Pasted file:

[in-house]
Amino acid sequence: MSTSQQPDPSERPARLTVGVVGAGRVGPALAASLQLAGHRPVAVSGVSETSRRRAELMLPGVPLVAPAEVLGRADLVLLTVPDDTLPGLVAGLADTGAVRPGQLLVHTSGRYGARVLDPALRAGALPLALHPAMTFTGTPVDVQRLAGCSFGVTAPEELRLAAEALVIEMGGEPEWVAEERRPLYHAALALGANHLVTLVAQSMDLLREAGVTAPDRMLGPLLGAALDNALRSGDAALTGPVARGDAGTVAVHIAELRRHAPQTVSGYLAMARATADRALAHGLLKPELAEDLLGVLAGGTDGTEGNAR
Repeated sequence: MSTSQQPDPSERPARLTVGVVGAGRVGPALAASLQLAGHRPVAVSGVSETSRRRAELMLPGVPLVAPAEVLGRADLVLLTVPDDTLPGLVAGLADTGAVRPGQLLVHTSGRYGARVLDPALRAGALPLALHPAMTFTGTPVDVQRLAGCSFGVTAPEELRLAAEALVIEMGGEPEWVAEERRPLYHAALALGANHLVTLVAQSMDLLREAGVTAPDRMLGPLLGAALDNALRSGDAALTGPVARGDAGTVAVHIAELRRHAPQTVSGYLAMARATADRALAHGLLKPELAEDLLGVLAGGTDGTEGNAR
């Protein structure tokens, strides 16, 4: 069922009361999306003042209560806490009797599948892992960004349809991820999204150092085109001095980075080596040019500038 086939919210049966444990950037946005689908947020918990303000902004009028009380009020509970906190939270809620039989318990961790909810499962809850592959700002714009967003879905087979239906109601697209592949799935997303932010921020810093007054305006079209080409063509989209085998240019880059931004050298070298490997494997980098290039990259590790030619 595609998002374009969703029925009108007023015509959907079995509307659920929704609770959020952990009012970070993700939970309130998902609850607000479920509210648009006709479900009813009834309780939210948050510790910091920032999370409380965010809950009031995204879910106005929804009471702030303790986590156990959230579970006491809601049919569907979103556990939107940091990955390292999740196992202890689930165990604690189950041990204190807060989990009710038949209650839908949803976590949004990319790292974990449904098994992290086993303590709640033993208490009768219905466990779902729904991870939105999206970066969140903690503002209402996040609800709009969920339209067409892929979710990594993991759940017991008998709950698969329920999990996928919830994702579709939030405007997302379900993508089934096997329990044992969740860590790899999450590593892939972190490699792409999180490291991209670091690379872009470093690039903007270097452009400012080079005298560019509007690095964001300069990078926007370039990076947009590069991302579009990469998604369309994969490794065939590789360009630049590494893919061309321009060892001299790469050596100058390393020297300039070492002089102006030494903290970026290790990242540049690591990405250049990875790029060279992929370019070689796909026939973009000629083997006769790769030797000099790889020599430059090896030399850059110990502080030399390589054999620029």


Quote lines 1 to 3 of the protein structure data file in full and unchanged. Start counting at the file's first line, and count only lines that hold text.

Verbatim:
[in-house]
Amino acid sequence: MSTSQQPDPSERPARLTVGVVGAGRVGPALAASLQLAGHRPVAVSGVSETSRRRAELMLPGVPLVAPAEVLGRADLVLLTVPDDTLPGLVAGLADTGAVRPGQLLVHTSGRYGARVLDPALRAGALPLALHPAMTFTGTPVDVQRLAGCSFGVTAPEELRLAAEALVIEMGGEPEWVAEERRPLYHAALALGANHLVTLVAQSMDLLREAGVTAPDRMLGPLLGAALDNALRSGDAALTGPVARGDAGTVAVHIAELRRHAPQTVSGYLAMARATADRALAHGLLKPELAEDLLGVLAGGTDGTEGNAR
Repeated sequence: MSTSQQPDPSERPARLTVGVVGAGRVGPALAASLQLAGHRPVAVSGVSETSRRRAELMLPGVPLVAPAEVLGRADLVLLTVPDDTLPGLVAGLADTGAVRPGQLLVHTSGRYGARVLDPALRAGALPLALHPAMTFTGTPVDVQRLAGCSFGVTAPEELRLAAEALVIEMGGEPEWVAEERRPLYHAALALGANHLVTLVAQSMDLLREAGVTAPDRMLGPLLGAALDNALRSGDAALTGPVARGDAGTVAVHIAELRRHAPQTVSGYLAMARATADRALAHGLLKPELAEDLLGVLAGGTDGTEGNAR